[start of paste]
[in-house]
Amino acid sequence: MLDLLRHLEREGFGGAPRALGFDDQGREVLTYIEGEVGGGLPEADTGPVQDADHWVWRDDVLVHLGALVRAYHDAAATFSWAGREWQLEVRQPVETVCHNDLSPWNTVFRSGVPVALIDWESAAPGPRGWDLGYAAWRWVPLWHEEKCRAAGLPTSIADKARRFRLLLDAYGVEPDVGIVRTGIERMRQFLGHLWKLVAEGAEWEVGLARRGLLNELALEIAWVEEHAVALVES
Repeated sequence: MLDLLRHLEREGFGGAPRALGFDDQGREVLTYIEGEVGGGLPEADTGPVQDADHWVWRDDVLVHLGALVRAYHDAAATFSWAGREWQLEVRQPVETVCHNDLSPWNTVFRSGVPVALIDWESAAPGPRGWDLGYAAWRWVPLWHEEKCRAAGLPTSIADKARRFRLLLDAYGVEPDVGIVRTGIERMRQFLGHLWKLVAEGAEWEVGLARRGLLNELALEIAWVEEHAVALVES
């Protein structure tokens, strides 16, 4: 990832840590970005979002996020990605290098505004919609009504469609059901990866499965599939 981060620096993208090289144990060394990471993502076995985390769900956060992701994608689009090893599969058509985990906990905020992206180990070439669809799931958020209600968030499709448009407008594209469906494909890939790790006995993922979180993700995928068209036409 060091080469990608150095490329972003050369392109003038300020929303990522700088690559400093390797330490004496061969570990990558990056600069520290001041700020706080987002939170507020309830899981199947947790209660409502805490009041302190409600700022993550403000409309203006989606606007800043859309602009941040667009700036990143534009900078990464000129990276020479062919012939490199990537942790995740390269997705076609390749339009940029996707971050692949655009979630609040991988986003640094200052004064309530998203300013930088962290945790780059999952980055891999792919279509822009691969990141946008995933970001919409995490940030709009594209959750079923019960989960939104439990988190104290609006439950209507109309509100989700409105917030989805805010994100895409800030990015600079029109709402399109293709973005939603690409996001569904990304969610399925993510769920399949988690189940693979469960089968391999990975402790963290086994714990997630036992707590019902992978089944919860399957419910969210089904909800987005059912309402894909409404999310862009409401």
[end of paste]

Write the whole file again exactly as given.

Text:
[in-house]
Amino acid sequence: MLDLLRHLEREGFGGAPRALGFDDQGREVLTYIEGEVGGGLPEADTGPVQDADHWVWRDDVLVHLGALVRAYHDAAATFSWAGREWQLEVRQPVETVCHNDLSPWNTVFRSGVPVALIDWESAAPGPRGWDLGYAAWRWVPLWHEEKCRAAGLPTSIADKARRFRLLLDAYGVEPDVGIVRTGIERMRQFLGHLWKLVAEGAEWEVGLARRGLLNELALEIAWVEEHAVALVES
Repeated sequence: MLDLLRHLEREGFGGAPRALGFDDQGREVLTYIEGEVGGGLPEADTGPVQDADHWVWRDDVLVHLGALVRAYHDAAATFSWAGREWQLEVRQPVETVCHNDLSPWNTVFRSGVPVALIDWESAAPGPRGWDLGYAAWRWVPLWHEEKCRAAGLPTSIADKARRFRLLLDAYGVEPDVGIVRTGIERMRQFLGHLWKLVAEGAEWEVGLARRGLLNELALEIAWVEEHAVALVES
């Protein structure tokens, strides 16, 4: 990832840590970005979002996020990605290098505004919609009504469609059901990866499965599939 981060620096993208090289144990060394990471993502076995985390769900956060992701994608689009090893599969058509985990906990905020992206180990070439669809799931958020209600968030499709448009407008594209469906494909890939790790006995993922979180993700995928068209036409 060091080469990608150095490329972003050369392109003038300020929303990522700088690559400093390797330490004496061969570990990558990056600069520290001041700020706080987002939170507020309830899981199947947790209660409502805490009041302190409600700022993550403000409309203006989606606007800043859309602009941040667009700036990143534009900078990464000129990276020479062919012939490199990537942790995740390269997705076609390749339009940029996707971050692949655009979630609040991988986003640094200052004064309530998203300013930088962290945790780059999952980055891999792919279509822009691969990141946008995933970001919409995490940030709009594209959750079923019960989960939104439990988190104290609006439950209507109309509100989700409105917030989805805010994100895409800030990015600079029109709402399109293709973005939603690409996001569904990304969610399925993510769920399949988690189940693979469960089968391999990975402790963290086994714990997630036992707590019902992978089944919860399957419910969210089904909800987005059912309402894909409404999310862009409401």